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Environ Sci Technol 47, 2013, 6711 6712 .pdf

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Comment on “Prediction of Soil Sorption Coefficients Using Model
Molecular Structures for Organic Matter and the Quantum
Mechanical COSMO-SAC Model”
n their article, Phillips et al.1 present what they term “[a]
new method ... to predict KOC [organic carbon normalized
soil−water equilibrium partition coefficient] for nonionic
organic compounds that requires only molecular structures.
No calibration is performed.” The authors go on to state that
“[t]he experimental KOC data set ...was used to evaluate the
accuracy of the KOC predictions. This data set contains KOC
values for 440 nonionic organic compounds, some of which
represent averages of measured KOC values from multiple soil
and sediment types and different studies.”
Of these 440 purportedly nonionic compounds presented in
the Supporting Information of Phillips et al.,1 the following
compounds have acidic and/or basic functional groups that
would result in their substantial (and in many cases, effectively
complete) ionization in natural surface aquatic systems and in
soils and groundwaters (experimental or estimated pKa values
are provided in parentheses): acetic acid (4.762); acridine
(5.58 2 ); 4-aminobenzoic acid (4.78 3); aniline (4.87 2 );
anthracene-9-carboxylic acid (∼3.64); asulam (4.15); benzidine
(4.652); benzo[f]quinoline (5.156), benzoic acid (4.202), 2,2′biquinoline (4.183); bromacil (9.307); 1-butylamine (10.602);
chloramben (∼3.48); chlorimuro (2.033); 2-chlorophenol
(8.56 2 ); 6-chloropicolinic acid (3.55 9 ); chlorsulfuron
(∼3.410); 2,4-dichlorophenoxy acetic acid (2.64−3.3111); 2,5dichloro-6-methoxybenzoic acid (2.603); 3,4-dichlorophenol
(8.6312); 2,3-dichlorophenol (7.7012); 3,6-dichlorosalicylic acid
(1.9513); diflubenzuron (8.6012); 3,5-dinitrobenzoic acid
(2.7314); 2-methyl-4,6-dinitrophenol (4.3115); hexanoic acid
(4.852); 4-hydroxybenzoic acid (4.572); isocil (8.143); maleic
hydrazide (5.6516), N-methylaniline (4.852), 3-methylaniline
(4.712), 4-methylaniline (5.082); 3-methyl-4-bromoaniline
(4.033); 1-naphthalenamine (3.922); N,N-dimethylaniline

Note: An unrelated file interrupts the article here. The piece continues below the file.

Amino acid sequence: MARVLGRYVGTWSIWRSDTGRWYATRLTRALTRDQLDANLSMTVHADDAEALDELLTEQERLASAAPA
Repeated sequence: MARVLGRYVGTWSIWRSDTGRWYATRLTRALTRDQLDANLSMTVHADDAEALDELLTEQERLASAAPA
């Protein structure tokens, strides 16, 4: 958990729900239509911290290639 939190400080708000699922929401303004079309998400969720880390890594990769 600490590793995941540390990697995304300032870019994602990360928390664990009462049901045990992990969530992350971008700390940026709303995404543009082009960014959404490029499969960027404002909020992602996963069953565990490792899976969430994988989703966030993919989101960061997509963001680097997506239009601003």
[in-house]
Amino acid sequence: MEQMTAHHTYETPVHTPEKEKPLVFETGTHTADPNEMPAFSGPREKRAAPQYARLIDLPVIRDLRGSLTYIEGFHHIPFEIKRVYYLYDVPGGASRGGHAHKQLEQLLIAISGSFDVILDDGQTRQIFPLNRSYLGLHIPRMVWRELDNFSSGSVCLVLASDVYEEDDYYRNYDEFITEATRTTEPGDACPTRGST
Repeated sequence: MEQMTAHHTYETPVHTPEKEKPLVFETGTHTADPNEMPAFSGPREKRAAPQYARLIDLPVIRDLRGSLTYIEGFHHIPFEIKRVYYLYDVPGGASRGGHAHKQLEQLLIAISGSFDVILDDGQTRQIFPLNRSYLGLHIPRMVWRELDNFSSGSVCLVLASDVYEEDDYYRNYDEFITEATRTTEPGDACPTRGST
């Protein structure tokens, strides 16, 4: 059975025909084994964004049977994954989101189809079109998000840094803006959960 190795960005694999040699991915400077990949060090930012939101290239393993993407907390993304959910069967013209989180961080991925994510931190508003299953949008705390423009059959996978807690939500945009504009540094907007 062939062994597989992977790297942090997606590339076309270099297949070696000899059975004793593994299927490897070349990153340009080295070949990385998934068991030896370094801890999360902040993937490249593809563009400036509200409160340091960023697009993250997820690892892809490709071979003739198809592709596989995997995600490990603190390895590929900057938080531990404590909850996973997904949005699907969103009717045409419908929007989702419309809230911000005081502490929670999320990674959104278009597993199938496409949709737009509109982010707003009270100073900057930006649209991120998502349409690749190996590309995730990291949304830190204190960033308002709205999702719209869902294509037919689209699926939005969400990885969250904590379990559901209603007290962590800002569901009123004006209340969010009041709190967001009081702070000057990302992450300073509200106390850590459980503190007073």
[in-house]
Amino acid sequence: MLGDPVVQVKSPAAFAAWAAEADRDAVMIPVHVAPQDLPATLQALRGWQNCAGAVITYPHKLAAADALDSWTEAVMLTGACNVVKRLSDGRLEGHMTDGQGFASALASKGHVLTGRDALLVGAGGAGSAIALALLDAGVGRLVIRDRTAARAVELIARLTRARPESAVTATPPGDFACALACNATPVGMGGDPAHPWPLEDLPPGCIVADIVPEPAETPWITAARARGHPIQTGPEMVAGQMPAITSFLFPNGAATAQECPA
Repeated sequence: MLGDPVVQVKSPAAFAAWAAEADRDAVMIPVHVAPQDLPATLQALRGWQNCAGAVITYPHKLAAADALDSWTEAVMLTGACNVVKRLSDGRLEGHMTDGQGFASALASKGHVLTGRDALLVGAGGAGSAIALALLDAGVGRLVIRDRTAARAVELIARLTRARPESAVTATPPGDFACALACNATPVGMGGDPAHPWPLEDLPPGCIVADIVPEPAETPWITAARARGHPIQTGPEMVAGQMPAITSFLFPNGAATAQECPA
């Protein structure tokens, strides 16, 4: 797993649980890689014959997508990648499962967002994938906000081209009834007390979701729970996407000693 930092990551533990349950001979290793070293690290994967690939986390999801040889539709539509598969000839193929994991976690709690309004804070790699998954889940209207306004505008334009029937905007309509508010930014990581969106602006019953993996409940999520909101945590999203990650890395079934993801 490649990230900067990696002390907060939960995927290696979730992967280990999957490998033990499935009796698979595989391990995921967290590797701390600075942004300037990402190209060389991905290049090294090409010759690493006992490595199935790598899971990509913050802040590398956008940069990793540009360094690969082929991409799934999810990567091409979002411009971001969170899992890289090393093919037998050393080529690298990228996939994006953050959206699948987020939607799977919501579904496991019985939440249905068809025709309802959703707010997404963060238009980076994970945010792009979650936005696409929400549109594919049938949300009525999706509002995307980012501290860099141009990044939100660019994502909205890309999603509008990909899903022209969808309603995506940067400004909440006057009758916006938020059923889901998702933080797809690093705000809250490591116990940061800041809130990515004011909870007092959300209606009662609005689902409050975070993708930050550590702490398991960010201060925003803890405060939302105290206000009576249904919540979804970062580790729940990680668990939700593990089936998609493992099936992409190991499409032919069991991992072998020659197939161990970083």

(5.072); 4-nitrobenzoic acid (3.432); pentachlorophenol
(4.7417); phenylacetic acid (4.3018); phthalic acid (2.942); 4nitrophenol (7.152); pyridine (5.232); quinoline (4.902);
picloram (∼2.3 1 9 ); pirimicarb (4.54 2 0 ); 2-(2,4,5trichlorophenoxy)propanoic acid (2.8417); 2,4,5-trichlorophenoxy acetic acid (2.85−3.4621); terbacil (9.017); 2,3,4,6tetrachlorophenol (5.2222); thiabendazole (4.7323); 2,4,6trichlorophenol (6.1524); 3,4,5-trichlorophenol (7.7324); 2,4,5trichlorophenol (7.0725); 3,5,6-trichloro-2-pyridinol (4.626);
triclopyr (2.727); 3-trifluoromethyl-4-nitrophenol (6.0728);
3,4-dinitrobenzoic acid (2.443); dinoseb (4.6224); fenac
(3.823); imazalil (6.5310); and sulfometuron methyl (3.810).
Consequently, experimental KOC values for these compounds
would be pH dependent, a key point that does not appear to
have been considered by Phillips et al.1
Furthermore, Phillips et al.1 present a number of molecular
models for terrestrial and aquatic humic acids and aquatic fulvic
acids in the SMILES molecular language (see Table S1 in ref
1). The SMILES formats for these model humic and fulvic
acids appear to be in the neutral forms of each compound. By


© 2013 American Chemical Society

definition, humic and fulvic acids are predominantly (if not
nearly entirely) dissociated into their anionic forms in natural
waters and moist soil systems. Basic amino moieties on some of
these model humic and fulvic acids may also be protonated
under environmentally relevant conditions. Consequently, it is
unclear how these neutral form model humic and fulvic acid
structures can be used to accurately model interactions with
solutes (particularly ionizable solutes as listed above), given
that in environmental systems these macromolecules would be

Sierra Rayne*

Chemologica Research, P.O. Box 74, 318 Rose Street,
Mortlach, Saskatchewan S0H 3E0, Canada


Corresponding Author

*E-mail: sierra.rayne@live.co.uk.

The authors declare no competing financial interest.


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dx.doi.org/10.1021/es401135s | Environ. Sci. Technol. 2013, 47, 6711−6712

Environmental Science & Technology


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